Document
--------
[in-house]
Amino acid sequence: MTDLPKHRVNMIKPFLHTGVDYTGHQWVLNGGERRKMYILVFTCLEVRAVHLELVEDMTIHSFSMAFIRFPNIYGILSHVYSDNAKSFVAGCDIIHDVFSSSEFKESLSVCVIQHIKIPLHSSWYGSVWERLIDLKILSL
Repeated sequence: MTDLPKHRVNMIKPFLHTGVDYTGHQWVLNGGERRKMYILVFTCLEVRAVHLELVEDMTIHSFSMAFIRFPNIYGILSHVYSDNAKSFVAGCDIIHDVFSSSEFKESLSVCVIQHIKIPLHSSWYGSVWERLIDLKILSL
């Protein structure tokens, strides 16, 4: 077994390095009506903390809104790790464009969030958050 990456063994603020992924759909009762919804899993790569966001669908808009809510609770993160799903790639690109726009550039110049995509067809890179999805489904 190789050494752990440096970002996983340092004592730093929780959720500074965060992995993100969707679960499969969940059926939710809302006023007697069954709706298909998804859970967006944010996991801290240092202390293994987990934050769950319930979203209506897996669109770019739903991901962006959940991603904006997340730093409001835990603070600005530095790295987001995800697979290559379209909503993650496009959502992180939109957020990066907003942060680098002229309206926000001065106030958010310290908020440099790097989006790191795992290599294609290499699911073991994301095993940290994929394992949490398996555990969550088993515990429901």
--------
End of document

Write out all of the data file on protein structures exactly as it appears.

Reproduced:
[in-house]
Amino acid sequence: MTDLPKHRVNMIKPFLHTGVDYTGHQWVLNGGERRKMYILVFTCLEVRAVHLELVEDMTIHSFSMAFIRFPNIYGILSHVYSDNAKSFVAGCDIIHDVFSSSEFKESLSVCVIQHIKIPLHSSWYGSVWERLIDLKILSL
Repeated sequence: MTDLPKHRVNMIKPFLHTGVDYTGHQWVLNGGERRKMYILVFTCLEVRAVHLELVEDMTIHSFSMAFIRFPNIYGILSHVYSDNAKSFVAGCDIIHDVFSSSEFKESLSVCVIQHIKIPLHSSWYGSVWERLIDLKILSL
């Protein structure tokens, strides 16, 4: 077994390095009506903390809104790790464009969030958050 990456063994603020992924759909009762919804899993790569966001669908808009809510609770993160799903790639690109726009550039110049995509067809890179999805489904 190789050494752990440096970002996983340092004592730093929780959720500074965060992995993100969707679960499969969940059926939710809302006023007697069954709706298909998804859970967006944010996991801290240092202390293994987990934050769950319930979203209506897996669109770019739903991901962006959940991603904006997340730093409001835990603070600005530095790295987001995800697979290559379209909503993650496009959502992180939109957020990066907003942060680098002229309206926000001065106030958010310290908020440099790097989006790191795992290599294609290499699911073991994301095993940290994929394992949490398996555990969550088993515990429901």